Getting Picky: Why Forbes Missed The Mark

I got an email from Blueleaf CEO John the other day. Subject: I think we can do better on this topic than Forbes did. Body: http://www.forbes.com/sites/riabiz/2011/02/17/10-advisors-explain-how-they-build-sales-without-getting-salesy/. The URL brings you to an article on the Forbes website titled, 10 Advisors Explain How They Build Sales Without Getting Salesy.

The body of the post is a “list of 10 tips for developing your business without coming across like a used-car salesman.” Each tip comes from a different, real-life advisor, as well as a bonus tip from one non-advisor. And that’s more or less what you get: advice on how to sell with less sleaze than a used-car salesman.

Example tip. Love that photo.

The first thing you should know about this article is that it was originally posted on RIAbiz.com almost TWO YEARS AGO. In the editorial world, that’s like refurbishing a 1999 Toyota Camry. It’s too modest to be valuable, and not old enough to be “classic.” Forbes is a respectable magazine. I read many of their pieces for pleasure. But this one left a bad taste in my mouth. Here’s why:

They talkin’ like you can’t think good.

No, I don’t believe that the Forbes team and the author of the article actually think you’re dumb, but there’s no hiding that this article is speaking to the lowest common denominator of financial advisor. Plus, they refer to potential clients as “prospects,” which itself is a salesy term, and one that we never use.

Tips like, “Take A Comprehensive Approach,” “Get Permission To Conduct Research,” and “Do An Inventory” treat you, the reader, not only as if you’re new to financial services, but also as if the goal of manipulating people is ok as long as it’s not “salesy”. “Get Permission To Conduct Research?” Really?

Some of these tips are kinda clever in that they appear to be transparent, but they’re actually camouflage–encouraging the disguise of salesy-ness, as opposed to, I don’t know, genuine honesty. Where’s the “Be Transparent” tip, calling for building trust the old-fashioned way: by being good to people? Not all of the advice in the article is rubbish, but still, it pained me to read something so outdated content, trend, and moral code-wise.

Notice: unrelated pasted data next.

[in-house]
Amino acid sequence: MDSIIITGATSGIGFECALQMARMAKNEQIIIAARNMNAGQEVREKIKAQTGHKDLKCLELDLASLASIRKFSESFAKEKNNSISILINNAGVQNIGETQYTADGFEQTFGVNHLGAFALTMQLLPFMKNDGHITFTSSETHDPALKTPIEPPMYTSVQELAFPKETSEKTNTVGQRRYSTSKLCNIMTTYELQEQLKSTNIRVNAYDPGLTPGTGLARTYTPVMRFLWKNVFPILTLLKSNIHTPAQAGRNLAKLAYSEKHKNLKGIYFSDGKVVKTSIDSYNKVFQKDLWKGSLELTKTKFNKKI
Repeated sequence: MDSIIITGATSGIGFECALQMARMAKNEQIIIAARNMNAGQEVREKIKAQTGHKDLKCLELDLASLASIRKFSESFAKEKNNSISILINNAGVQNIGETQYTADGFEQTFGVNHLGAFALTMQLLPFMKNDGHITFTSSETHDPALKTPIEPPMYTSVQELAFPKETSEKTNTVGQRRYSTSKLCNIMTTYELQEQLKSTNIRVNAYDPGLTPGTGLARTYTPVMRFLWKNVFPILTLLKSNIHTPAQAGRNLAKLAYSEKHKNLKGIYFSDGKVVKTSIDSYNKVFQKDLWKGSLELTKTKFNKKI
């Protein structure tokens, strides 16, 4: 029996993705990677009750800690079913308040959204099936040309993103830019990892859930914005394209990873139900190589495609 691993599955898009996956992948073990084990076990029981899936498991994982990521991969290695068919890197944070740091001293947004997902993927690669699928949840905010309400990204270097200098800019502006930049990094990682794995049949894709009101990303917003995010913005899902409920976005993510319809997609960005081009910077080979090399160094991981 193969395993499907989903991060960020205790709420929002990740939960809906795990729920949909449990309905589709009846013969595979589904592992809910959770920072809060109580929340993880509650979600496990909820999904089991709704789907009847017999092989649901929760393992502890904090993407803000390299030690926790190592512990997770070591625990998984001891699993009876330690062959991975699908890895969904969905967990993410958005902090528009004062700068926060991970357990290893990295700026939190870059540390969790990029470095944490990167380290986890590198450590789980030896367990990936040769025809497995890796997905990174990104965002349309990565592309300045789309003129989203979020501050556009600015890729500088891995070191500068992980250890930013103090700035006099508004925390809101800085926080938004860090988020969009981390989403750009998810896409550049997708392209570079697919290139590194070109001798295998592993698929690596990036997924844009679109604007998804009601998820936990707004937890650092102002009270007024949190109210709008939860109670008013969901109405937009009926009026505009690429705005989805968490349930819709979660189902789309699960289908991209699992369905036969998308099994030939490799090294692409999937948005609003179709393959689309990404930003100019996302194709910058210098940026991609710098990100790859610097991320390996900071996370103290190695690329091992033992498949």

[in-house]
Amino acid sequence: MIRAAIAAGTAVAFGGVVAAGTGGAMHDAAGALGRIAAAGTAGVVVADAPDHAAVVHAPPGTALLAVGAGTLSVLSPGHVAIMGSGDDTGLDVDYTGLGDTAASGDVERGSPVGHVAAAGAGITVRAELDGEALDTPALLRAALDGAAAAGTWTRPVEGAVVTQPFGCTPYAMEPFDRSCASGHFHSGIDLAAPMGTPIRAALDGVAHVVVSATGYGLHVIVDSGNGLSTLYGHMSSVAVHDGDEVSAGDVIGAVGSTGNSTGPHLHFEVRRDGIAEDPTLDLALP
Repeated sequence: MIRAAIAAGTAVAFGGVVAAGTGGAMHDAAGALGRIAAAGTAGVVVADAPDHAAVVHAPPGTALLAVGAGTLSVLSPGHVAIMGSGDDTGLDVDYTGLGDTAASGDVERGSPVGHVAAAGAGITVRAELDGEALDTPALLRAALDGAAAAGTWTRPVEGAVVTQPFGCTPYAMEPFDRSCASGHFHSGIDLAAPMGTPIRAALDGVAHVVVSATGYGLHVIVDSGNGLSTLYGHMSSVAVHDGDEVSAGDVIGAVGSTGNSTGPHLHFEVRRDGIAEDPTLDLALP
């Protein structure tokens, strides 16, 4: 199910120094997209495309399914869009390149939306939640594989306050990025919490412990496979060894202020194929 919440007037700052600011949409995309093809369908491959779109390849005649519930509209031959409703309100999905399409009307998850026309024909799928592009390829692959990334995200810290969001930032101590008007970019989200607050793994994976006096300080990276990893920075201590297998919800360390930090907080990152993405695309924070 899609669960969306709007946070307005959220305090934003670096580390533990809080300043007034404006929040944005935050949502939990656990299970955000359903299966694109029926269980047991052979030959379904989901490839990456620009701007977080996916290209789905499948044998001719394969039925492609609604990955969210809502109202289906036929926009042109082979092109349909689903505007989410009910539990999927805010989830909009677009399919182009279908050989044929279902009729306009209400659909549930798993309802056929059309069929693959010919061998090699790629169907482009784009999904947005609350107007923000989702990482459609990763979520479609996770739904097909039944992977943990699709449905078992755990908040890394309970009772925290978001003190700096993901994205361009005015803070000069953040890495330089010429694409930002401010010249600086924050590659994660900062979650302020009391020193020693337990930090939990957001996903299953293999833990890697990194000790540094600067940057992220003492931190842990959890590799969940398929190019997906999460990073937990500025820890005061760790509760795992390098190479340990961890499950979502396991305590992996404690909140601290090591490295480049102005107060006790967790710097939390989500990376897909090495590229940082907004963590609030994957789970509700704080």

Sidebar with the save!

I have no problem picking holes in a Forbes piece, but, at this point, offering my own advice would feel like backtracking. If you haven’t noticed, I like to write about the future. We’ve already written about the sales funnel, honesty, trust, permission-based marketing, et al. Sure, there are a few fresh points I’ve yet to make, but that doesn’t mean that I want to blow them all here, now!

But there it was, right in the sidebar, “BrightScope Debate: Industry Being Dragged Kicking and Screaming Into The New World,” a post I felt I’d already written, and the refreshing confirmation I needed to soldier on.

But then I realized the post was a guest post by robo-advisor superbot Wealthfront! And also that it was mainly a response to BrightScope’s controversial Advisor Pages system, the main problem being that their data may be inaccurate. No matter, the content is good and it focused on something the robots and Blueleaf have in common: a belief in transparency. Robo-advisor CEO Andy Rachleff got right down to business in the second paragraph,

Listen to the arguments against transparency: The reader won’t understand the newly disclosed information. There’s not enough context for consumers to make the right decision. Vendors will be unfairly hurt if the data is inaccurate. The common thread is the consumer must be stupid.

There it was. The hole I poked in Forbes’ two-year-old advice colum, repeated by Silicon Valley robots. It’s truly a revelation when you finally understand that the way to build sales without being salesy is to be honest, transparent, and likeable. The Android went on, arguing that in the financial services industry, as in any enlightened industry that has succumbed to transparency, you realize a few things. The first is that the only thing that matters is to “Delight The Customer.” The second, which is certainly a weaker point (robots aren’t perfect), is to “Let The Consumers Work It Out.” I would have written, “Trust The Customer,” but either way, Rachleff closes the piece nicely,

As I stated in my last column, in Silicon Valley [Cambridge] we believe information wants to be free, and you should only pay for convenience. By giving our users access to information otherwise hidden, we trust the intellect of our users.

Companies that embrace transparency usually succeed (because transparency will always ultimately become the norm) and those that fight it will likely lose share. Advisors are welcome to complain about what BrightScope is doing, but if there’s any lesson to be learned from the Internet, it’s that transparency is a freight train that advisors best get on, or they will get rolled over. Plan accordingly.

*Edits my own

As real-life advisors with heartbeats, you should feel the same: Trust the intellect of your clients. They know when they’re being sold to. And that’s really all you need to know about building sales without being salesy. Be transparent. Be Honest. Be Likeable. And, finally, know that you clients aren’t stupid. In fact, they’re quite intelligent. Intelligent enough not to leave their money with robots…

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DJ DJ is a freelance writer, hopeful photographer, and social media has-been. He writes to financial advisors about lifehacks, science, technology, business and marketing for Blueleaf, a software that helps create dramatically simpler, more scalable financial advisory businesses. You can find DJ across the web (about.me/djswitz) or you can just follow him on Twitter (@djswitz)!